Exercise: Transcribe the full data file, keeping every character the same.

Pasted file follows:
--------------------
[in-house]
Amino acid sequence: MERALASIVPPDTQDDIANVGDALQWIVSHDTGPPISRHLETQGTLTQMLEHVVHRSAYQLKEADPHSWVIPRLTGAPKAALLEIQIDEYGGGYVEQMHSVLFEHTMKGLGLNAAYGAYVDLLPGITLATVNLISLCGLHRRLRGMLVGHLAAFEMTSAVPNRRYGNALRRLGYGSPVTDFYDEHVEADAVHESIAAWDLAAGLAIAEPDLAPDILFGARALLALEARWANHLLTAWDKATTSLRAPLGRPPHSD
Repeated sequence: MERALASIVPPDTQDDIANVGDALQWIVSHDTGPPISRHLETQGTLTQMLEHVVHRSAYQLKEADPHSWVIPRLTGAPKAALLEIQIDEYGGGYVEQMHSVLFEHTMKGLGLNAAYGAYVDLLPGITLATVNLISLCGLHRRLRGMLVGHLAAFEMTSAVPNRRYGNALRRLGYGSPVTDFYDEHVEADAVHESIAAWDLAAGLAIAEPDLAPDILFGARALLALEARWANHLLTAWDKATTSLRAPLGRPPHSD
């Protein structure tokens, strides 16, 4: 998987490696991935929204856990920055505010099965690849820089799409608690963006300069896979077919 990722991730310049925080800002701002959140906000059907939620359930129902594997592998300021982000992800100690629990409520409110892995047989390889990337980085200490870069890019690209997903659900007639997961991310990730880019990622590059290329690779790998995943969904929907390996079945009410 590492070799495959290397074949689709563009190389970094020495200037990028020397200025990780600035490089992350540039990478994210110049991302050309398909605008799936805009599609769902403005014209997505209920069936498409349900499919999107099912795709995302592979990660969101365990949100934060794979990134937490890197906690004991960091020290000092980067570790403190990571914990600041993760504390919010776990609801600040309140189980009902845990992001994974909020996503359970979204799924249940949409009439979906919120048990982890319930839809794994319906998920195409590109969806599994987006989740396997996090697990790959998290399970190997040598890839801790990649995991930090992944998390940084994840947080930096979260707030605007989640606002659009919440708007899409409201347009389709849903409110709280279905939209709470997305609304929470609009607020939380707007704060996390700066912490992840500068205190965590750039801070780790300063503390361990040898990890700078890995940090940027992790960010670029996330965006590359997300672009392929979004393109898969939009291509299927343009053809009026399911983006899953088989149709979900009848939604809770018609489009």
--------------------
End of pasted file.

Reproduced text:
[in-house]
Amino acid sequence: MERALASIVPPDTQDDIANVGDALQWIVSHDTGPPISRHLETQGTLTQMLEHVVHRSAYQLKEADPHSWVIPRLTGAPKAALLEIQIDEYGGGYVEQMHSVLFEHTMKGLGLNAAYGAYVDLLPGITLATVNLISLCGLHRRLRGMLVGHLAAFEMTSAVPNRRYGNALRRLGYGSPVTDFYDEHVEADAVHESIAAWDLAAGLAIAEPDLAPDILFGARALLALEARWANHLLTAWDKATTSLRAPLGRPPHSD
Repeated sequence: MERALASIVPPDTQDDIANVGDALQWIVSHDTGPPISRHLETQGTLTQMLEHVVHRSAYQLKEADPHSWVIPRLTGAPKAALLEIQIDEYGGGYVEQMHSVLFEHTMKGLGLNAAYGAYVDLLPGITLATVNLISLCGLHRRLRGMLVGHLAAFEMTSAVPNRRYGNALRRLGYGSPVTDFYDEHVEADAVHESIAAWDLAAGLAIAEPDLAPDILFGARALLALEARWANHLLTAWDKATTSLRAPLGRPPHSD
């Protein structure tokens, strides 16, 4: 998987490696991935929204856990920055505010099965690849820089799409608690963006300069896979077919 990722991730310049925080800002701002959140906000059907939620359930129902594997592998300021982000992800100690629990409520409110892995047989390889990337980085200490870069890019690209997903659900007639997961991310990730880019990622590059290329690779790998995943969904929907390996079945009410 590492070799495959290397074949689709563009190389970094020495200037990028020397200025990780600035490089992350540039990478994210110049991302050309398909605008799936805009599609769902403005014209997505209920069936498409349900499919999107099912795709995302592979990660969101365990949100934060794979990134937490890197906690004991960091020290000092980067570790403190990571914990600041993760504390919010776990609801600040309140189980009902845990992001994974909020996503359970979204799924249940949409009439979906919120048990982890319930839809794994319906998920195409590109969806599994987006989740396997996090697990790959998290399970190997040598890839801790990649995991930090992944998390940084994840947080930096979260707030605007989640606002659009919440708007899409409201347009389709849903409110709280279905939209709470997305609304929470609009607020939380707007704060996390700066912490992840500068205190965590750039801070780790300063503390361990040898990890700078890995940090940027992790960010670029996330965006590359997300672009392929979004393109898969939009291509299927343009053809009026399911983006899953088989149709979900009848939604809770018609489009």